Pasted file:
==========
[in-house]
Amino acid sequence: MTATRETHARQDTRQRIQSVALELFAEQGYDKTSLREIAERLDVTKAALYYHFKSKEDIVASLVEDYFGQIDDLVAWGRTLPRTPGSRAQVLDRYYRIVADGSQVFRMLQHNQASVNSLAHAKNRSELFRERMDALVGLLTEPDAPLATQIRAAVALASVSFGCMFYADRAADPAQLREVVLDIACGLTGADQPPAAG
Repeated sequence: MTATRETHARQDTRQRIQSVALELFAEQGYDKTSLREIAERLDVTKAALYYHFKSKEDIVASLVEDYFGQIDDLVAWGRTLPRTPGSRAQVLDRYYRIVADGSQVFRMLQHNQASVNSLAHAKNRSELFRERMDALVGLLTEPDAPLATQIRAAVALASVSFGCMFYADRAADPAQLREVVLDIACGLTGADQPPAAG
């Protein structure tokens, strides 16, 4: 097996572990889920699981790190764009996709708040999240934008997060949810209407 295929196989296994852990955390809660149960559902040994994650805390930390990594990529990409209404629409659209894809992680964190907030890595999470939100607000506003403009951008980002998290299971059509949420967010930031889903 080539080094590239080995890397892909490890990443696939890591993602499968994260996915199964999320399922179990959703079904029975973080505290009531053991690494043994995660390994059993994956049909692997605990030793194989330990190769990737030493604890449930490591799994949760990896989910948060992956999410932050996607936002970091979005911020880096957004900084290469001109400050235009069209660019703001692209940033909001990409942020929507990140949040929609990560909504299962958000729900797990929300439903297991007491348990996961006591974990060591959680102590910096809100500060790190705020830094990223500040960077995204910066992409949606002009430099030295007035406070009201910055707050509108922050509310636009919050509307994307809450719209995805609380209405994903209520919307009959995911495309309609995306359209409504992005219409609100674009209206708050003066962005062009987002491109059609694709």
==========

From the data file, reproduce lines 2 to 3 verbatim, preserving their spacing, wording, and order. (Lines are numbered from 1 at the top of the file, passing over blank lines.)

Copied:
Amino acid sequence: MTATRETHARQDTRQRIQSVALELFAEQGYDKTSLREIAERLDVTKAALYYHFKSKEDIVASLVEDYFGQIDDLVAWGRTLPRTPGSRAQVLDRYYRIVADGSQVFRMLQHNQASVNSLAHAKNRSELFRERMDALVGLLTEPDAPLATQIRAAVALASVSFGCMFYADRAADPAQLREVVLDIACGLTGADQPPAAG
Repeated sequence: MTATRETHARQDTRQRIQSVALELFAEQGYDKTSLREIAERLDVTKAALYYHFKSKEDIVASLVEDYFGQIDDLVAWGRTLPRTPGSRAQVLDRYYRIVADGSQVFRMLQHNQASVNSLAHAKNRSELFRERMDALVGLLTEPDAPLATQIRAAVALASVSFGCMFYADRAADPAQLREVVLDIACGLTGADQPPAAG